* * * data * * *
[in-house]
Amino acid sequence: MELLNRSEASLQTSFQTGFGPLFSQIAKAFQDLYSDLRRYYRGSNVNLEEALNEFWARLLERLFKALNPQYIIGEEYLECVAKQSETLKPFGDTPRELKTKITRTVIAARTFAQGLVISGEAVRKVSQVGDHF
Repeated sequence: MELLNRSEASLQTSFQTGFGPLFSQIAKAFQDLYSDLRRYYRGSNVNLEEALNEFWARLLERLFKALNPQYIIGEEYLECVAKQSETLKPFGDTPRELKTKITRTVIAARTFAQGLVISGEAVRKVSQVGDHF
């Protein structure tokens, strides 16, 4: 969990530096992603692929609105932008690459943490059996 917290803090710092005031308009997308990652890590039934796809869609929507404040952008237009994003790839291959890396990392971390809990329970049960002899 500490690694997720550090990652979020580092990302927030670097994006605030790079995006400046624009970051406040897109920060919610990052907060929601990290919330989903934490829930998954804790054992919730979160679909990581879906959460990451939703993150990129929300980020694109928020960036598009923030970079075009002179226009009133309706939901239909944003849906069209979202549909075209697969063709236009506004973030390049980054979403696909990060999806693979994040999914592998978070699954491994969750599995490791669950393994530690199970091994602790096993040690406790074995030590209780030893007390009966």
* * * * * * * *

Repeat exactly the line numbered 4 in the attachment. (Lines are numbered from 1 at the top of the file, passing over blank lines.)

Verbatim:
């Protein structure tokens, strides 16, 4: 969990530096992603692929609105932008690459943490059996 917290803090710092005031308009997308990652890590039934796809869609929507404040952008237009994003790839291959890396990392971390809990329970049960002899 500490690694997720550090990652979020580092990302927030670097994006605030790079995006400046624009970051406040897109920060919610990052907060929601990290919330989903934490829930998954804790054992919730979160679909990581879906959460990451939703993150990129929300980020694109928020960036598009923030970079075009002179226009009133309706939901239909944003849906069209979202549909075209697969063709236009506004973030390049980054979403696909990060999806693979994040999914592998978070699954491994969750599995490791669950393994530690199970091994602790096993040690406790074995030590209780030893007390009966």